As a young mother with a thirteen-month-old baby boy, I lived in northern Illinois with my pastor-husband and our infant son. Other than the first five years of my life spent in my birthplace of Arkansas, I had never lived outside Texas, my adopted home state. Adjusting to my role as a new mother, a first-time pastor’s wife, and a resident of a state far away from my family and support system proved extremely difficult.

I cannot begin to explain the emotional struggles I faced during our years in Illinois, but I suffered from major depression related to simultaneous multiple stressors. Probably the most intense stressor related to our son’s early health issues. In spite of all my precautionary measures (proper diet, exercise, education, nursing to provide natural immunities), I could not protect our child from every germ that passed through our community, so we spent a lot of time in the doctor’s office.

At thirteen months, our son Jason, became extremely ill with an intestinal condition that landed him in the hospital with high fever, diarrhea, and dehydration. I have never experienced such fear and sorrow as I did in that pediatric hospital unit. Seeing rooms full of sick babies, many sicker than my child, filled me with dread and apprehension.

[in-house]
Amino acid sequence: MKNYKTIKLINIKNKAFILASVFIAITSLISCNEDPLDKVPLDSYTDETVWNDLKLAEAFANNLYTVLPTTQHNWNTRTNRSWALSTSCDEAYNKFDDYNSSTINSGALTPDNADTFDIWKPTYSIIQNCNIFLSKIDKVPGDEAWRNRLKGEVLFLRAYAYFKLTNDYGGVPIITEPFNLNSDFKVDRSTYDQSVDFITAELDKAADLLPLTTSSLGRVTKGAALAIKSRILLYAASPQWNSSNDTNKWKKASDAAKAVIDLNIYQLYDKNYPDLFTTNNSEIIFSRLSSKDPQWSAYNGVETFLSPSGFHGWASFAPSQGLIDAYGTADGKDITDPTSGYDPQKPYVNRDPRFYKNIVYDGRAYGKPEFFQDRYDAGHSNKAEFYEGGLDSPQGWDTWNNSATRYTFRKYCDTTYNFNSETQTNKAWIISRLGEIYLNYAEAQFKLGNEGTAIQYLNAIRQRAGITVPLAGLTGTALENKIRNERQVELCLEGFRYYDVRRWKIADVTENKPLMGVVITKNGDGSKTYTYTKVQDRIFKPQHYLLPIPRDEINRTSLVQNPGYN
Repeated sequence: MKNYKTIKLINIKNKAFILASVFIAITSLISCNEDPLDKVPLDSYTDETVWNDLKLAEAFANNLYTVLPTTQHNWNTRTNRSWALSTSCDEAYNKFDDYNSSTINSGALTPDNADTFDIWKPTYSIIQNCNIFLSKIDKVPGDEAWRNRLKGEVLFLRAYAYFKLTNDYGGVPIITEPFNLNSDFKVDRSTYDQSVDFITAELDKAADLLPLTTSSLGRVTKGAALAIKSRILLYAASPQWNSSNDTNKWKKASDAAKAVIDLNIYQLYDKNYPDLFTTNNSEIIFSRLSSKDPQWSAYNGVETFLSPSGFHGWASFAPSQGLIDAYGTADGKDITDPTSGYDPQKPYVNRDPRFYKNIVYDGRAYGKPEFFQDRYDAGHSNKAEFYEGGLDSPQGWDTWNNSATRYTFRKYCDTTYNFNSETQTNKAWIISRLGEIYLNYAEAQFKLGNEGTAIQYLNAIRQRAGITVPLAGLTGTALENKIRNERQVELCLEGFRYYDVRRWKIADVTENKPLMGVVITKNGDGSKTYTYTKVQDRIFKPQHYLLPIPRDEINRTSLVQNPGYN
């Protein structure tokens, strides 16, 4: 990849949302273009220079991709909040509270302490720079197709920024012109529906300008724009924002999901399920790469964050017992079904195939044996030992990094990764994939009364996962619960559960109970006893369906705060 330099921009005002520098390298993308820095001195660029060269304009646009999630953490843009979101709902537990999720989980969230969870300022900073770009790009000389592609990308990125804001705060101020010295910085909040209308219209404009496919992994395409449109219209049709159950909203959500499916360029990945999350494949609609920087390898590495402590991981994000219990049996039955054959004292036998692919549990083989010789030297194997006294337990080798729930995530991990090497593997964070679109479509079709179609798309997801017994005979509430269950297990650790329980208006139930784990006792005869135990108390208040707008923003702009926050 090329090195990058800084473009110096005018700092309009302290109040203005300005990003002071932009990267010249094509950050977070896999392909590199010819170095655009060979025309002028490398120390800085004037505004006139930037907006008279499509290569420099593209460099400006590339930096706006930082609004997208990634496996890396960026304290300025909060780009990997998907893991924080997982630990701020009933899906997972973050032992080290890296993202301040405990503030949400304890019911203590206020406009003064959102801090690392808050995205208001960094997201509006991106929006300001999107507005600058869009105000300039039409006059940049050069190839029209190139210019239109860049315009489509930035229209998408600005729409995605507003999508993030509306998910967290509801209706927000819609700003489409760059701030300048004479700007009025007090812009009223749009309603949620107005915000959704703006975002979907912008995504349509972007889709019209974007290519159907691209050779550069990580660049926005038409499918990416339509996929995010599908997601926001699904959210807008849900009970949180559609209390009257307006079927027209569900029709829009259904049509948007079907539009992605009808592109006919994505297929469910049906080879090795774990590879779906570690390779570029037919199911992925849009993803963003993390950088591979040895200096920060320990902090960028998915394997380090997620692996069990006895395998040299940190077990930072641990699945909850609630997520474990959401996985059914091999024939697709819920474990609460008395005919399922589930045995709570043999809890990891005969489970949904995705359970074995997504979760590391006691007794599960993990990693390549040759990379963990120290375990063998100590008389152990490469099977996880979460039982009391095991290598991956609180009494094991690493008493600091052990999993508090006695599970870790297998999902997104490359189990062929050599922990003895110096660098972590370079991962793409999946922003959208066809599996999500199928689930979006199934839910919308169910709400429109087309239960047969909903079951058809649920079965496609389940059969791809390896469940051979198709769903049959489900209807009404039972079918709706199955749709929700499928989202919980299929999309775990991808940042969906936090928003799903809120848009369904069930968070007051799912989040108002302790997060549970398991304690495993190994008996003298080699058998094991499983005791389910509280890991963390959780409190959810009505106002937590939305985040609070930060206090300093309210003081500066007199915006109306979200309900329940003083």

As I sat with Jason in my lap, his IV board propped against my arm, I wept in exhaustion and doubt. As I heard someone enter the room, I looked up to see another young mother whose baby girl, the surviving twin of the son this mother had just lost, lay extremely ill in the room next door. The young woman came over to me, put her arm around me, and handed me a copy of a book that had helped her get through those difficult days.

I looked at the book, realizing I had never heard of it—Hinds’ Feet on High Places by Hannah Hurnard—and thanked my visitor. I soon began the painful journey through the allegorical book that would become an important part of the rest of my life and a teaching instrument for the spiritual journey I still travel.

Hinds’ Feet alludes to Habakkuk 3:19: “The Lord God is my strength, and he will make my feet like hinds’ feet, and he will make me to walk upon mine high places.” I admit that at the age of twenty-six, I knew little about spirituality. My background had taught me much about evangelism and fundamental biblical teachings but not about spiritual growth; rather, I learned rules of behavior and religious principles that stressed good behavior to please God and receive rewards while avoiding bad behavior that would reap punishment.

As I read Hinds’ Feet, I began discovering a Good Shepherd who loved me and wanted to empower me to live a life free of fear and judgment. For this to happen, I had to follow Him without a map or GPS regardless of where the path led. In the allegory, Much-Afraid, the main character, walks through hazardous paths that cause doubt and fear. When she calls out to the Shepherd to help her, he gives her two companions to aid her in her journey. Imagine her surprise and dread when she meets them—Sorrow and Suffering.